Harmonic vibration of a damped system

Unlike in previous post that phase change could only be $0$ or $\pi$, in the damped system, as the ratio between dynamics response and static response is expressed in the same way as the undamped case
$\frac{u_d}{u_{s0}}=R_d\sin(\omega t-\phi),$
the phase lag $\phi$ varies in $[0,\pi]$. The following Mathematica outputs the displacement response factor, phase lag and normalized time history as the function of damping ratio $\zeta$ and frequency ratio $w=\omega/\omega_0$.

Rd[w_, \[Zeta]_] := 1/Sqrt[(1 - w^2)^2 + (2 \[Zeta] w)^2]
\[Phi][w_, \[Zeta]_] := -ArcTan[1 - w^2, -2 \[Zeta] w]
ud[w_, \[Zeta]_, t_] :=
Rd[w, \[Zeta]] Sin[2 Pi (t - \[Phi][w, \[Zeta]]/(2 Pi))]
us[t_] := Sin[2 Pi t]
Manipulate[
GraphicsRow[{GraphicsColumn[{Plot[Rd[w, \[Zeta]], {w, 0, 3},
AxesOrigin -> {1, 1}, PlotRange -> {{0, 3}, {0, 5}},
AxesLabel -> {"\!$$\*FractionBox[\"\[Omega]\", SubscriptBox[\"\ \[Omega]\", \"0\"]]$$", "\!$$\*SubscriptBox[\"R\", \"d\"]$$"},
Epilog -> {PointSize[Large], Red, Point[{w, Rd[w, \[Zeta]]}]},
Ticks -> {{0, 1, 2, 3}, {0, 1, 2, 3, 4, 5}}],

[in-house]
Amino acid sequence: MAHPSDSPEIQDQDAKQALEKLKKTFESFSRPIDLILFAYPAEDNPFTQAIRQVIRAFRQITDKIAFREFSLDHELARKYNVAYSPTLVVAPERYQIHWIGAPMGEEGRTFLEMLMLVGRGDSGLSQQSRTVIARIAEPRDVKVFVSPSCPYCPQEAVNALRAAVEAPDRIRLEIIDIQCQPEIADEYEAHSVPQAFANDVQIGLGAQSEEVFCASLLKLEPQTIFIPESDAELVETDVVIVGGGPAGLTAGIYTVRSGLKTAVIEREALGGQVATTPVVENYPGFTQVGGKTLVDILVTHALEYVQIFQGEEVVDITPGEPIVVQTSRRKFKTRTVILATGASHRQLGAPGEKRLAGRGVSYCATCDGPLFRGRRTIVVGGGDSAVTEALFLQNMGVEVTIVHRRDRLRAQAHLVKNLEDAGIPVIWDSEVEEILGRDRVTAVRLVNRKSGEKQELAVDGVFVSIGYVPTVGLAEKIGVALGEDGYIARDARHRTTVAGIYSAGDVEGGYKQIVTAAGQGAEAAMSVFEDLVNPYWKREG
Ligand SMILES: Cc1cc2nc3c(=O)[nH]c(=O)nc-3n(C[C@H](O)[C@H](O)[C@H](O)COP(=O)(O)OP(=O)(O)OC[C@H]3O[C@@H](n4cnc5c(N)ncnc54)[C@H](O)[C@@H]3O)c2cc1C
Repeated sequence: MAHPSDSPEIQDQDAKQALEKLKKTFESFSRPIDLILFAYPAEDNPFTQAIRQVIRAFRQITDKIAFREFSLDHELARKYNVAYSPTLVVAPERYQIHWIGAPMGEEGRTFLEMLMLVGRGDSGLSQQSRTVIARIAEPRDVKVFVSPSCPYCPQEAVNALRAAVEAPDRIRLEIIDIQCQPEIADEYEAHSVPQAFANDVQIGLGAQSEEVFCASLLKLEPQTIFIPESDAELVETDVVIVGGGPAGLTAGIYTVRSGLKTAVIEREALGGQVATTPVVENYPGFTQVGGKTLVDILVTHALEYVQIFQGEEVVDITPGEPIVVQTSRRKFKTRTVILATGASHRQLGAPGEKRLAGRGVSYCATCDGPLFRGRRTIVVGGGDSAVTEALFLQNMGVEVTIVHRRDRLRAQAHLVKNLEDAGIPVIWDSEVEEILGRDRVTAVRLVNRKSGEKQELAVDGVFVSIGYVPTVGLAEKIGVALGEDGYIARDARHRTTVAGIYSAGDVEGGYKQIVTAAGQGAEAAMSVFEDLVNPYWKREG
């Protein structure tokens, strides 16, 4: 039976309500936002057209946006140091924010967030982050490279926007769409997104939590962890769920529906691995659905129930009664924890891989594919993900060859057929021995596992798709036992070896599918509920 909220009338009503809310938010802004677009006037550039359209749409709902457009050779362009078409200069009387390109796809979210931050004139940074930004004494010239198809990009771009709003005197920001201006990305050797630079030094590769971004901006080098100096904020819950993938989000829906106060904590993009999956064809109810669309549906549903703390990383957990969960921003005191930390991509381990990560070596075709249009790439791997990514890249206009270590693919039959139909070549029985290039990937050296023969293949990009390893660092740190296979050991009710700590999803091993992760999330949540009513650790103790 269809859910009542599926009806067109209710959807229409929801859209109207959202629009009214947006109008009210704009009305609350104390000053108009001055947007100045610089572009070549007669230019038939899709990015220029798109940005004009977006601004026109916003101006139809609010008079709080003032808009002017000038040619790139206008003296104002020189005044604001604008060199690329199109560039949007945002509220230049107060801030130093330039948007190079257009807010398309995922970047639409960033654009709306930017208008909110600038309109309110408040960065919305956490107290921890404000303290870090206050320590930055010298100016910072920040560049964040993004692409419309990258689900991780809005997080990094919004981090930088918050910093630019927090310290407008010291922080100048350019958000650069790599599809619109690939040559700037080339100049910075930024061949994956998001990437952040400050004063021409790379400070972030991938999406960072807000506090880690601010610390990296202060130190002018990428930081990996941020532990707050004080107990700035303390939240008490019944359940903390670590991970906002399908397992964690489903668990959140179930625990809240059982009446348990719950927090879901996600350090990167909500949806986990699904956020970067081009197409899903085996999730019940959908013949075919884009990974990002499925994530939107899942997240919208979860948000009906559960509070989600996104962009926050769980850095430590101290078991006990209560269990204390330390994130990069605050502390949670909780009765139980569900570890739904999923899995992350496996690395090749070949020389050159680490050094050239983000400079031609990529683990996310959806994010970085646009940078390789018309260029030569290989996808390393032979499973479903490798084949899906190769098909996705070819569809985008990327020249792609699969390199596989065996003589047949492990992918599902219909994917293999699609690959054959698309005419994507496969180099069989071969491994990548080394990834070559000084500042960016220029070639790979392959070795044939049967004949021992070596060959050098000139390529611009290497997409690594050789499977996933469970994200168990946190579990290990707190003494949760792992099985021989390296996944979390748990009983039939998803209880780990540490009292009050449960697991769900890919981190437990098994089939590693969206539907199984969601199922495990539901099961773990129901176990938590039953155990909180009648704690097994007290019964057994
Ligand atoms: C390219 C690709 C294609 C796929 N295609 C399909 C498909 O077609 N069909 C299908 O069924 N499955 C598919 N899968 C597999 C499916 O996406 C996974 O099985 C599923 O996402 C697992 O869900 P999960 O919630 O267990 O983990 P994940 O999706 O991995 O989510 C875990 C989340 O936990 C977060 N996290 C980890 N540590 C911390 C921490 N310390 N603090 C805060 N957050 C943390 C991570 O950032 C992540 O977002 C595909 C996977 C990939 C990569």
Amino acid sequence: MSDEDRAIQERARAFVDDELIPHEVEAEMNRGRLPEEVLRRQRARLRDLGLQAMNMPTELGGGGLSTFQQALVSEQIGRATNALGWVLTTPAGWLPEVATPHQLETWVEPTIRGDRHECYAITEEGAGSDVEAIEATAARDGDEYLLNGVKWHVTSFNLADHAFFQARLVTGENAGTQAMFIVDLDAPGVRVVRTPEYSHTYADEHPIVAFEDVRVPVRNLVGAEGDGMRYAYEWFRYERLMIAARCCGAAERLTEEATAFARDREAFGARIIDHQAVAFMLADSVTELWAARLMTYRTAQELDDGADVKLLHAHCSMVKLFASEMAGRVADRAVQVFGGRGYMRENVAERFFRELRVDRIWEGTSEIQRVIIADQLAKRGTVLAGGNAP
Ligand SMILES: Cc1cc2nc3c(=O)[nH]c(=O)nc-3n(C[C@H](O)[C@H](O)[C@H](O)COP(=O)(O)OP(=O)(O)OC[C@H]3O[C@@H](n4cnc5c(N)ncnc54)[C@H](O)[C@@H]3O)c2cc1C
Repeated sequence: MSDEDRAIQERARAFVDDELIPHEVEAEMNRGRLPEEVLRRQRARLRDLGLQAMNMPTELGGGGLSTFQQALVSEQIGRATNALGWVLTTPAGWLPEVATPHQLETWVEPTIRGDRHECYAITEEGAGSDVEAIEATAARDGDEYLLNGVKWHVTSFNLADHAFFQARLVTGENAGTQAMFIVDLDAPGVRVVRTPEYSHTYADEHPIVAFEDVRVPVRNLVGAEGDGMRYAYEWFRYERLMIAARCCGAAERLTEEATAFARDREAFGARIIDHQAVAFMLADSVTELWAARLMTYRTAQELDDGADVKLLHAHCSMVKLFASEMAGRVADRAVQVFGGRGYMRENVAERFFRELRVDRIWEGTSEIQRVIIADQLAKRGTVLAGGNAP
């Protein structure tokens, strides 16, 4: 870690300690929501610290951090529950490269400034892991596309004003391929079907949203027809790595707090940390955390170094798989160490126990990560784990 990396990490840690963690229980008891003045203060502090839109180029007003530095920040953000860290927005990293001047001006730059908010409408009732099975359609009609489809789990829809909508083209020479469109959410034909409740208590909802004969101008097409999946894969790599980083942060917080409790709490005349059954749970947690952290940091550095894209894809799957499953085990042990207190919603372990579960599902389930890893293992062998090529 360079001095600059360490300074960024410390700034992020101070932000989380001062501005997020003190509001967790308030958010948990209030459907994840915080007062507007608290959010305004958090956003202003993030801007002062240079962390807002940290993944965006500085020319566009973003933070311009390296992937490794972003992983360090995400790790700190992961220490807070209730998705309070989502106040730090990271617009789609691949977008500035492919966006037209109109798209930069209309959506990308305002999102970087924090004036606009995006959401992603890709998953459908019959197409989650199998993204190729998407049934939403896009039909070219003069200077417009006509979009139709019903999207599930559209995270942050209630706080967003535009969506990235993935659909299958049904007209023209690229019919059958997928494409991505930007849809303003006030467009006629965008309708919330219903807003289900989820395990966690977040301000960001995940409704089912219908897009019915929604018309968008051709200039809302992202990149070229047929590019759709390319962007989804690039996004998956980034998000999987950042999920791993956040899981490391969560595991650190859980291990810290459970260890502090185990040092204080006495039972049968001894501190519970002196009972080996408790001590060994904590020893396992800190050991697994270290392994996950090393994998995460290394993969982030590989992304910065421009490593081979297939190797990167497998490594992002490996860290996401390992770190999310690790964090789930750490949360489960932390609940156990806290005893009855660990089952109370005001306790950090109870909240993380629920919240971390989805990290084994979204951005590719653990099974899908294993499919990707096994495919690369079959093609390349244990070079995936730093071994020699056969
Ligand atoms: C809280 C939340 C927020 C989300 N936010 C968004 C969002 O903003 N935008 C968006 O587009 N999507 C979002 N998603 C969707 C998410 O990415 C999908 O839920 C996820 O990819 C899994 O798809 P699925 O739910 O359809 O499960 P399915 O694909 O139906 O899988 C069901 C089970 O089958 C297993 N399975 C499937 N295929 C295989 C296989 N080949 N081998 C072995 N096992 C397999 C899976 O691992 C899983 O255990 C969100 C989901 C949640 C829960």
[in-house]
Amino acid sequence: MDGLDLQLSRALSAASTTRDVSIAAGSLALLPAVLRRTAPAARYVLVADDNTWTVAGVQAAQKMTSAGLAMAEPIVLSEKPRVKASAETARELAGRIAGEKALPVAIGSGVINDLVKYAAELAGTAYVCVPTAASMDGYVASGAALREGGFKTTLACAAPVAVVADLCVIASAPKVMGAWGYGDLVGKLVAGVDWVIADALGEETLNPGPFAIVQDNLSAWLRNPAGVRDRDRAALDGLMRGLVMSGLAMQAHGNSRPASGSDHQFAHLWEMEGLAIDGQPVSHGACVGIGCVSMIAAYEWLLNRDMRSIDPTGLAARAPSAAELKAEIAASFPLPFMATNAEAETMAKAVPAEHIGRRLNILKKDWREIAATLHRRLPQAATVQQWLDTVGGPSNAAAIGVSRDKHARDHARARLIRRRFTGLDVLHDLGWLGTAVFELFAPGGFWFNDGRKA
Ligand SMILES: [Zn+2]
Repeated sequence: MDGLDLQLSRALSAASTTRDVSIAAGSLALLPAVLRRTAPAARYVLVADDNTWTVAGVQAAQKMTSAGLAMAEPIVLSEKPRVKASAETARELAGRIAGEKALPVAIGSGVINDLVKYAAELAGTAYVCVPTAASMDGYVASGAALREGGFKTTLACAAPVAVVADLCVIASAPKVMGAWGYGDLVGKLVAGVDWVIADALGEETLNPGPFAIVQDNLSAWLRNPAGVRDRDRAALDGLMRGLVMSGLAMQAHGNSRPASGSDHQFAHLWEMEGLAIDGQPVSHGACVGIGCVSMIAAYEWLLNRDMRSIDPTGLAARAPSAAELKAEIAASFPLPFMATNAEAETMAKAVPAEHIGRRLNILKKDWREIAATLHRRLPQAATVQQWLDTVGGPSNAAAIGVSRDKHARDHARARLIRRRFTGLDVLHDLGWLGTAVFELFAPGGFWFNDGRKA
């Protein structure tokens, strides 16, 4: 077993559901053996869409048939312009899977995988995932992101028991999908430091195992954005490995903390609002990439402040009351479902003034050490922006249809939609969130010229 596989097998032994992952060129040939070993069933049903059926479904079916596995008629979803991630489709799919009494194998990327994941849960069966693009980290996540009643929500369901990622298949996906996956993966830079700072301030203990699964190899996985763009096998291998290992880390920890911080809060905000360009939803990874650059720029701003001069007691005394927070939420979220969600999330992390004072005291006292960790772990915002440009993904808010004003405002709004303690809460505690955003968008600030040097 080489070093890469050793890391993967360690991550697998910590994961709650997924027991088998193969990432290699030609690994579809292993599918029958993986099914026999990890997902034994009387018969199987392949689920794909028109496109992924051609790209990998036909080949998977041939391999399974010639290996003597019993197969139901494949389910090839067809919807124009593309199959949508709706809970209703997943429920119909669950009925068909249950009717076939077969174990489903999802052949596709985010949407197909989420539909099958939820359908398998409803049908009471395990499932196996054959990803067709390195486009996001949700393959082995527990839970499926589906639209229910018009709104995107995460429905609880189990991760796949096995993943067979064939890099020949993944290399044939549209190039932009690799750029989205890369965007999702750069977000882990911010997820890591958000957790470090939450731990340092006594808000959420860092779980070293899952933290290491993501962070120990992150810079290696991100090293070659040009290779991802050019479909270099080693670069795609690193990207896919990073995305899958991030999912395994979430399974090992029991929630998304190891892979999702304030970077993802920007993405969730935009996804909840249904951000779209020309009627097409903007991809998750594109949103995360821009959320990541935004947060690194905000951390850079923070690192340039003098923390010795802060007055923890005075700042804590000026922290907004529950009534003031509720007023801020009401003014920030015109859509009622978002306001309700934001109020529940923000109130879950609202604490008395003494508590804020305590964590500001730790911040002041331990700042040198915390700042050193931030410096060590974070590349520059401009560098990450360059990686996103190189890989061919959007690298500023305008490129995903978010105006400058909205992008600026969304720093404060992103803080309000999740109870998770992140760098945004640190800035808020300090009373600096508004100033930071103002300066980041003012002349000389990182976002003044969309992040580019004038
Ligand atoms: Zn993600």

Plot[\[Phi][w, \[Zeta]], {w, 0, 3}, AxesOrigin -> {1, Pi/2},
PlotRange -> {{0, 3}, {0, Pi}},
AxesLabel -> {"\!$$\*FractionBox[\"\[Omega]\", SubscriptBox[\"\ \[Omega]\", \"0\"]]$$", "\[Phi]"},
Epilog -> {PointSize[Large], Red,
Point[{w, \[Phi][w, \[Zeta]]}]},
Ticks -> {{0, 1, 2, 3}, {0, Pi/2, Pi}}]}, Frame -> All],
Plot[{ud[w, \[Zeta], t], us[t]}, {t, 0, 2},
PlotStyle -> {Thick, Dashed},
AxesLabel -> {"t/T",
"\!$$\*SubscriptBox[\"u\", \"d\"]$$/\!$$\*SubscriptBox[\"u\", \ \"st\"]$$"}]}, Frame -> All], {{w, 0.5, "Frequency ratio"}, 0,
3}, {{\[Zeta], 0.2, "Damping ratio"}, 0, 1}]

Special cases include

1. Long period excitation, i.e., $\omega\ll\omega_0$, gives a pseudo-static response. In this case, the system “waits” until it “feels” the excitation completely. $R_d$ is greater but very close to $1$, and the displacement is essentially in phase with excitation force, in other words, dynamic effect is near to none.

2. Short period excitation gives very small $R_d$, though the phase lag is $\pi$. Here the system barely reacts when the load is reversed, thus leads to small displacement.

3. Resonant period, i.e., $\omega\approx\omega_0$, leads to $\phi\approx\pi/2$. Now $R_d$ is very sensitive to damping change, namely, the response is controlled by the damping: a small change of damping ratio $\zeta$ leads to great reaction of the structure. When $\omega=\omega_0$, we have $R_d=1/(2 \zeta)$.